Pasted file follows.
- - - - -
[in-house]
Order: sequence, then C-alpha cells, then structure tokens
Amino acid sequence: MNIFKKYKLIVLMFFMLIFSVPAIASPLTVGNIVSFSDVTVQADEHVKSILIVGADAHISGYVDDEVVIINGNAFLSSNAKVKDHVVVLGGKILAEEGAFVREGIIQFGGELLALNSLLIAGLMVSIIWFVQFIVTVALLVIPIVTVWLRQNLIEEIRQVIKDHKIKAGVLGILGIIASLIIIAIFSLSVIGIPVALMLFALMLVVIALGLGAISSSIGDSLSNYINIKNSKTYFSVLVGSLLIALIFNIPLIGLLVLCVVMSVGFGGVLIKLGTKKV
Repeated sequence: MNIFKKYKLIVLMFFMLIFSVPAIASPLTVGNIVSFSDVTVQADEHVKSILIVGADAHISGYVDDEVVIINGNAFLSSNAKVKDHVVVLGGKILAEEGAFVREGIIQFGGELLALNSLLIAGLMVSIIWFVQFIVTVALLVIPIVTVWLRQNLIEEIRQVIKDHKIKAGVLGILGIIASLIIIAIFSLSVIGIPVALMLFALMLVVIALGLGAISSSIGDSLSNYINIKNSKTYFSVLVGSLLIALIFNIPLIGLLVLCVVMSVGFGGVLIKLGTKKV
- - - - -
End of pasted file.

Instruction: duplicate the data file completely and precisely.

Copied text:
[in-house]
Order: sequence, then C-alpha cells, then structure tokens
Amino acid sequence: MNIFKKYKLIVLMFFMLIFSVPAIASPLTVGNIVSFSDVTVQADEHVKSILIVGADAHISGYVDDEVVIINGNAFLSSNAKVKDHVVVLGGKILAEEGAFVREGIIQFGGELLALNSLLIAGLMVSIIWFVQFIVTVALLVIPIVTVWLRQNLIEEIRQVIKDHKIKAGVLGILGIIASLIIIAIFSLSVIGIPVALMLFALMLVVIALGLGAISSSIGDSLSNYINIKNSKTYFSVLVGSLLIALIFNIPLIGLLVLCVVMSVGFGGVLIKLGTKKV
Repeated sequence: MNIFKKYKLIVLMFFMLIFSVPAIASPLTVGNIVSFSDVTVQADEHVKSILIVGADAHISGYVDDEVVIINGNAFLSSNAKVKDHVVVLGGKILAEEGAFVREGIIQFGGELLALNSLLIAGLMVSIIWFVQFIVTVALLVIPIVTVWLRQNLIEEIRQVIKDHKIKAGVLGILGIIASLIIIAIFSLSVIGIPVALMLFALMLVVIALGLGAISSSIGDSLSNYINIKNSKTYFSVLVGSLLIALIFNIPLIGLLVLCVVMSVGFGGVLIKLGTKKV